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So I'm just starting out with WPF, and I'm really annoyed by the fact that if I lay two Grids on top of one another, the top Grid isn't opaque. It makes designing extremely annoying. Can this be turned off somehow?

I'm just building your standard Winforms STYLE application, but in WPF. I'm just trying to start bridging the gap here. In Winforms(and VB) you'd always have group boxes or something on your form, and then depending on some user context, one of those group boxes would be on top. Its how I've designed forms since time immemorial. One of two things must be true here:

A) This is not the recommended way to design Windows going forward with WPF, but I don't understand what you're supposed to do

B) There is some property to make the Grids opaque so I can build the Window in the style that I'm used to.

I'm fine with answers that solve either A or B. If I'm not doing things the right way because they've changed, then please enlighten me.

Update: So it turns out, I can make the grid opque by setting the background color, but now it seems like I'm locked into a White background as opposed to sticking with the system colors.

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2 Answers 2

up vote 2 down vote accepted

You could use SystemColors to make the control background colour match (rather than being white).

I don't understand why you want to put one grid on top of another though. In WPF you generally use a single grid to stack multiple visual elements within one region. Can you explain why you want to hide things in the background with foreground elements?

It sounds a little like you're implementing a tab control -- switching between pages of controls depending on focus. Have you experimented with the new TabControl?

I'm moving from WinForms to WPF development wherever possible and have found that in doing so it's taken some readjustment. WPF has a completely different way of laying things out and now that I'm more comfortable with it, I think it's superior. I'm guessing you just need to ride the learning curve a little longer.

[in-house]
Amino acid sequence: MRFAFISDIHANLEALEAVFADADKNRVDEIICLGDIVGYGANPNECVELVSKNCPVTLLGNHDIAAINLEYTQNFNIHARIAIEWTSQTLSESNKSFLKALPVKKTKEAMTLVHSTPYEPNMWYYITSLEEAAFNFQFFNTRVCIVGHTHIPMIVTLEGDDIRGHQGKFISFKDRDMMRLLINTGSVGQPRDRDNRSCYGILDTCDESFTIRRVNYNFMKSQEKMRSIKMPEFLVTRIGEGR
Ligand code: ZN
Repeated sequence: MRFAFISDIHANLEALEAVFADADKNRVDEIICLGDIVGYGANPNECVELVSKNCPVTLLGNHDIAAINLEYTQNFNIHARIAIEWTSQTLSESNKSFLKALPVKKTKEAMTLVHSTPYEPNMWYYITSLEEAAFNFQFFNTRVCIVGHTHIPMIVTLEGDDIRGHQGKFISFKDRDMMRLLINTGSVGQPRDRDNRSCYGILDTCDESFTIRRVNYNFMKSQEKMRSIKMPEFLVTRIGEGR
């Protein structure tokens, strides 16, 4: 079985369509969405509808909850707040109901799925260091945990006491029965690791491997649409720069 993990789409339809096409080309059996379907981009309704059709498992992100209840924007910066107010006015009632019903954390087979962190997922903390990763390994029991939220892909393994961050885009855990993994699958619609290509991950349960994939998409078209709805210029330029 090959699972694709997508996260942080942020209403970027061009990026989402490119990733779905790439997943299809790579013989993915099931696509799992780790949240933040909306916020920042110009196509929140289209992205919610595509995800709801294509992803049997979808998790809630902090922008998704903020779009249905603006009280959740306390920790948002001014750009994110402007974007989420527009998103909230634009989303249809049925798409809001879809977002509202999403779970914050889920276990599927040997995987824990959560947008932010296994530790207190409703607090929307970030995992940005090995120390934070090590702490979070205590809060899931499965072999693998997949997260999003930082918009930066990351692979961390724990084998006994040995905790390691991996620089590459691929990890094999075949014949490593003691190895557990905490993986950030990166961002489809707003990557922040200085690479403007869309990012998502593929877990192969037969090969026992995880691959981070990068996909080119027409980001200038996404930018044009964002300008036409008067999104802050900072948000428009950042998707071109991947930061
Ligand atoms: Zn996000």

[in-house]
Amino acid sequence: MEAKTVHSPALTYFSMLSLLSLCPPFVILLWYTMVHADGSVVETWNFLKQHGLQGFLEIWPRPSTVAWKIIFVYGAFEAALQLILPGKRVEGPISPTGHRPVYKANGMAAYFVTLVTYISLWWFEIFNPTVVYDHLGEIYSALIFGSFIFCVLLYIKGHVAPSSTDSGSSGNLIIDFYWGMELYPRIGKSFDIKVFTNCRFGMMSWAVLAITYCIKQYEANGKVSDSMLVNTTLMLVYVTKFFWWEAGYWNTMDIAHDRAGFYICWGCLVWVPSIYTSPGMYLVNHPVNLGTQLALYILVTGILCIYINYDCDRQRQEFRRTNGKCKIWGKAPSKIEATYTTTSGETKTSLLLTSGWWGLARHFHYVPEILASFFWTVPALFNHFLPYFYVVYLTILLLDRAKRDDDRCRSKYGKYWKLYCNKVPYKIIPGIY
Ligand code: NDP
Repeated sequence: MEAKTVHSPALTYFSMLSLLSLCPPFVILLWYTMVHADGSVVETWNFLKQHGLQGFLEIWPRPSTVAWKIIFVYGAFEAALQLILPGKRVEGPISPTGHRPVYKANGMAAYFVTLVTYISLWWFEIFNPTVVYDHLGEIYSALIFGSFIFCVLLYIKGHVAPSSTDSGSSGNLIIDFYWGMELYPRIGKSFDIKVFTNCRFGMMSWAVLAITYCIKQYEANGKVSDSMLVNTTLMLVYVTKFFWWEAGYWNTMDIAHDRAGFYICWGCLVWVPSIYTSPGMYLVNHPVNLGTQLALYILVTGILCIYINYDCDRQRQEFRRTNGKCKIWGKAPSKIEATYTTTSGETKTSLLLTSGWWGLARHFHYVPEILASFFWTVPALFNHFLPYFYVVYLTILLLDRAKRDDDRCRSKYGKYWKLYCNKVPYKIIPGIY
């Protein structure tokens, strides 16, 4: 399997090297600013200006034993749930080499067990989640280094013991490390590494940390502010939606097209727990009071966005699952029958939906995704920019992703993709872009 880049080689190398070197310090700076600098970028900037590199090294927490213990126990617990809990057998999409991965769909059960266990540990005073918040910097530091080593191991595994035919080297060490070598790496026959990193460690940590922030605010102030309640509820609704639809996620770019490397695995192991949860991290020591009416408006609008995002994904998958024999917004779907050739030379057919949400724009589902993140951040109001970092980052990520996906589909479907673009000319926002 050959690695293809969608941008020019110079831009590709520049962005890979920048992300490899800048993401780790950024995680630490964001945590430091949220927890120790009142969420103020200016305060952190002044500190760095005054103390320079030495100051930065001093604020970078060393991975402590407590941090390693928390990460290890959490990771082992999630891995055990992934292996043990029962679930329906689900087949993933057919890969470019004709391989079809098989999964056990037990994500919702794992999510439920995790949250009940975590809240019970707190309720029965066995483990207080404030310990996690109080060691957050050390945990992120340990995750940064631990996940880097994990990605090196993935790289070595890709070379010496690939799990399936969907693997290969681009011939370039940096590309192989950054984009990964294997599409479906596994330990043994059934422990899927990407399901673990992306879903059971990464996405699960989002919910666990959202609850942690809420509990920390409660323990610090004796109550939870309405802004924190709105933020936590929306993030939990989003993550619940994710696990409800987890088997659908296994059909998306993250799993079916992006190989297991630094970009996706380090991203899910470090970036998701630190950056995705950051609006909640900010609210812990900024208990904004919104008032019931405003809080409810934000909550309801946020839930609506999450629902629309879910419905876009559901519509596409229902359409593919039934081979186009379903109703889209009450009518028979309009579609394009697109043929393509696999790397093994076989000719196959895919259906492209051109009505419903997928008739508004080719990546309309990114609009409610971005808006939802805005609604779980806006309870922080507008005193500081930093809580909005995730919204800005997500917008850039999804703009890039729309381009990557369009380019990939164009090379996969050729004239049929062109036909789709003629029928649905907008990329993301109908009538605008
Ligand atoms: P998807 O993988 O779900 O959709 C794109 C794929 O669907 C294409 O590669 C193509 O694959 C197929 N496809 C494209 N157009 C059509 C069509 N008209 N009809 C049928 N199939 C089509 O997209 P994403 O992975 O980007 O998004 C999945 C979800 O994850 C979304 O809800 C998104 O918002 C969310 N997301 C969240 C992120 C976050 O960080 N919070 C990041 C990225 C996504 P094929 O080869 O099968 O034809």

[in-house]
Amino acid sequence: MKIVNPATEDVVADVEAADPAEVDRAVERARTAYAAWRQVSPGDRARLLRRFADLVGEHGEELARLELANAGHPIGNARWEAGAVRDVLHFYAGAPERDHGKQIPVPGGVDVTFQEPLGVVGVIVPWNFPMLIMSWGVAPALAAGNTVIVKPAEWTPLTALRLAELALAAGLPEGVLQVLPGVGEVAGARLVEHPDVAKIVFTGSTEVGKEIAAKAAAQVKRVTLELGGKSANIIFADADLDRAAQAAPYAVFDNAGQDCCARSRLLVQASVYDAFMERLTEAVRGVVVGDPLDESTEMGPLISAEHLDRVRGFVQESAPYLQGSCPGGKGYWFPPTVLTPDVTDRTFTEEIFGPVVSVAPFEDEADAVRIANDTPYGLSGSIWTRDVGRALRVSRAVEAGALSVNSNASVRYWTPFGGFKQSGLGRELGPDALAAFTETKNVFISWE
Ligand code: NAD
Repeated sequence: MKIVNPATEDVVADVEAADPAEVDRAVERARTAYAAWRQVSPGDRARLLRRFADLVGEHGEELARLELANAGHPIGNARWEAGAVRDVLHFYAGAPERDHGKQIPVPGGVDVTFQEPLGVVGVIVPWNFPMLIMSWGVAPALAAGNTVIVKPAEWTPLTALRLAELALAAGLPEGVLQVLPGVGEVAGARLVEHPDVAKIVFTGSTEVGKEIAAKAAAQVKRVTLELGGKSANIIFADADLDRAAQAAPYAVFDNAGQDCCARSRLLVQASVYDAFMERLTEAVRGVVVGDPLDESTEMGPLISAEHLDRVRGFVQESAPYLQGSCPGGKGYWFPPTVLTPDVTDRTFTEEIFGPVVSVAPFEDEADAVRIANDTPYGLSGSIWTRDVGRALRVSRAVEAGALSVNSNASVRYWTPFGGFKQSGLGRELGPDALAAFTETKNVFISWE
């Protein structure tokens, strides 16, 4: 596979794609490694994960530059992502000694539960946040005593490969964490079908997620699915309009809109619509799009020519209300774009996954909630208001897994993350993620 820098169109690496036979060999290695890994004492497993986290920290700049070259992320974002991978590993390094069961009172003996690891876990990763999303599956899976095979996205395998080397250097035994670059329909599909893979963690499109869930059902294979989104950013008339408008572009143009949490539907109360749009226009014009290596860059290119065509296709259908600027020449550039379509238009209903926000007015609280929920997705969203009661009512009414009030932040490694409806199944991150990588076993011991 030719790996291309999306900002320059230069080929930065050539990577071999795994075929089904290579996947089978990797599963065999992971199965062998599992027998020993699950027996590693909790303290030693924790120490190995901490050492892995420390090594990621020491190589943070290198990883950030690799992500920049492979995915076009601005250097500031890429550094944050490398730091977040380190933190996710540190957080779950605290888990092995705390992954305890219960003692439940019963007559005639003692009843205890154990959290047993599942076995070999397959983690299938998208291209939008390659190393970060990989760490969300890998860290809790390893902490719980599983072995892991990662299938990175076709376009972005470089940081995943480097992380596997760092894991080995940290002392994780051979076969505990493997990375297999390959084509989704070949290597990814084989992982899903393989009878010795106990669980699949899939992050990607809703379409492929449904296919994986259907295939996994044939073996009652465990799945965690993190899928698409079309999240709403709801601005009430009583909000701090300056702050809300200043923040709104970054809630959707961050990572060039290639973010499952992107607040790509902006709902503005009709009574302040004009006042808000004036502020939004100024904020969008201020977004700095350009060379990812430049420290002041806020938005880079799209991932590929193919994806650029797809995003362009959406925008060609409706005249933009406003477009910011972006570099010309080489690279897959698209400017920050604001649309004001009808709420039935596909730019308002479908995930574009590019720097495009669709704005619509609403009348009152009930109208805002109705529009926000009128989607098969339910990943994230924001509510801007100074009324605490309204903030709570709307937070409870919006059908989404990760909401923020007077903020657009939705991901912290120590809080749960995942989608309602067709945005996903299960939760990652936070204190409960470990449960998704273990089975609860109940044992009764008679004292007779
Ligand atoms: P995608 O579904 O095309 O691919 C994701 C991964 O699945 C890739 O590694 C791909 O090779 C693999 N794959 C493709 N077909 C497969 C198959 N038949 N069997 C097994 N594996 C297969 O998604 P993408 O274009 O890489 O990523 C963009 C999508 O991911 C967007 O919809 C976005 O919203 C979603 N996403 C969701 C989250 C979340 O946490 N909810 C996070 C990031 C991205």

Hope that helps.

EDIT: In response to your comment, I imagine you can have a tab control without tabs, though I haven't tried it myself (might be worthy of another question on SO). Tab controls are headered controls, meaning that they have a header item and a content item. In this case, the header is the tab button, the content is the page item. You can specify a ControlTemplate that details how these items should be displayed relative to one another.

Interestingly, many other types of common GUI element are also headered controls:

  • Menu items - The menu item text/icon is the header, and the optional submenu is the content
  • Tree view - Each node is the header, and optional children are within the content
  • Group box - The header is, well, the header and the content is, well, the content :)

Note that in the case of menu items and tree views, the type may recursively nest within itself. This is quite elegant and can give some wildly different presentation options over the same logical model with only changes to the control template.

For more information read about HeaderedContentControl and HeaderedItemsControl

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Can you create a TabControl without the Tabs? In terms of functionality, it is like a tab control, but which tab the users sees is actually based on context. Its your standard windows explorer style application, tree view of objects on the left, content pane on the right. –  Jonathan Beerhalter Jan 17 '09 at 18:11

You could use the following:

  <Grid Background="{DynamicResource {x:Static SystemColors.WindowBrush}}">  
  <!-- content -->
  </Grid>

This will respond to changes in the system colors on the fly (the DynamicResource does this).

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1  
Use StaticResource for reduced overhead with the downside that your application won't update if it's running while someone changes the system's colours. –  Drew Noakes Jan 17 '09 at 16:54
    
This is one of the cases where DynamicResource is applicable while I agree with you that Static is usually to be preferred. –  denis phillips Jan 17 '09 at 18:11

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